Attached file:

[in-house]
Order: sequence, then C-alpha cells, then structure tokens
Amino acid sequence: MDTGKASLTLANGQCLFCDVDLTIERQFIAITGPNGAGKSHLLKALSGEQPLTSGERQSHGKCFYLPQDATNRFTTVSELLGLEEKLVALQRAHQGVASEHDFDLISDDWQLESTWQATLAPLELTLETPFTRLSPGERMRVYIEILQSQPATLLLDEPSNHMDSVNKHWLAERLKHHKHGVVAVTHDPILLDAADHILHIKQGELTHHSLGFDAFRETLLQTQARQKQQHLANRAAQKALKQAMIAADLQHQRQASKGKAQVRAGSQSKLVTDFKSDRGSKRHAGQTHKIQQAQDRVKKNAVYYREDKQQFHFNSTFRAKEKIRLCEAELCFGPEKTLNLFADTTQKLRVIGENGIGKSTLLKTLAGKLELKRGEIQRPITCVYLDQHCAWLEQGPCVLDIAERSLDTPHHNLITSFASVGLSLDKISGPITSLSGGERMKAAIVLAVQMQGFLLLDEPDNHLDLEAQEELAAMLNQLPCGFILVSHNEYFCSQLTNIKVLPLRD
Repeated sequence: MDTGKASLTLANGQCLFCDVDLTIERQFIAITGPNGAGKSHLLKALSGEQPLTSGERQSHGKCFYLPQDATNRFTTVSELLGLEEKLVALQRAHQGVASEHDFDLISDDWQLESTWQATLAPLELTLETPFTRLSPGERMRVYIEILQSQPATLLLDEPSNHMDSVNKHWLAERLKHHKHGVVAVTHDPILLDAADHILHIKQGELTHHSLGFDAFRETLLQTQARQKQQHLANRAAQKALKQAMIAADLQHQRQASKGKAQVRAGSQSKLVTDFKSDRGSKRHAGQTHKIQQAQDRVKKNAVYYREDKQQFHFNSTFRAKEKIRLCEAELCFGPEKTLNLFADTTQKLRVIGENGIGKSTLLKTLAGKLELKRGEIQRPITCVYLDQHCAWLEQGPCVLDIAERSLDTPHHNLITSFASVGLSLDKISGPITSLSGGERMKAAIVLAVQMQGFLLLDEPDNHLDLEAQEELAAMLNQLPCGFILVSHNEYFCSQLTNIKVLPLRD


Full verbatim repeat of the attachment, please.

[in-house]
Order: sequence, then C-alpha cells, then structure tokens
Amino acid sequence: MDTGKASLTLANGQCLFCDVDLTIERQFIAITGPNGAGKSHLLKALSGEQPLTSGERQSHGKCFYLPQDATNRFTTVSELLGLEEKLVALQRAHQGVASEHDFDLISDDWQLESTWQATLAPLELTLETPFTRLSPGERMRVYIEILQSQPATLLLDEPSNHMDSVNKHWLAERLKHHKHGVVAVTHDPILLDAADHILHIKQGELTHHSLGFDAFRETLLQTQARQKQQHLANRAAQKALKQAMIAADLQHQRQASKGKAQVRAGSQSKLVTDFKSDRGSKRHAGQTHKIQQAQDRVKKNAVYYREDKQQFHFNSTFRAKEKIRLCEAELCFGPEKTLNLFADTTQKLRVIGENGIGKSTLLKTLAGKLELKRGEIQRPITCVYLDQHCAWLEQGPCVLDIAERSLDTPHHNLITSFASVGLSLDKISGPITSLSGGERMKAAIVLAVQMQGFLLLDEPDNHLDLEAQEELAAMLNQLPCGFILVSHNEYFCSQLTNIKVLPLRD
Repeated sequence: MDTGKASLTLANGQCLFCDVDLTIERQFIAITGPNGAGKSHLLKALSGEQPLTSGERQSHGKCFYLPQDATNRFTTVSELLGLEEKLVALQRAHQGVASEHDFDLISDDWQLESTWQATLAPLELTLETPFTRLSPGERMRVYIEILQSQPATLLLDEPSNHMDSVNKHWLAERLKHHKHGVVAVTHDPILLDAADHILHIKQGELTHHSLGFDAFRETLLQTQARQKQQHLANRAAQKALKQAMIAADLQHQRQASKGKAQVRAGSQSKLVTDFKSDRGSKRHAGQTHKIQQAQDRVKKNAVYYREDKQQFHFNSTFRAKEKIRLCEAELCFGPEKTLNLFADTTQKLRVIGENGIGKSTLLKTLAGKLELKRGEIQRPITCVYLDQHCAWLEQGPCVLDIAERSLDTPHHNLITSFASVGLSLDKISGPITSLSGGERMKAAIVLAVQMQGFLLLDEPDNHLDLEAQEELAAMLNQLPCGFILVSHNEYFCSQLTNIKVLPLRD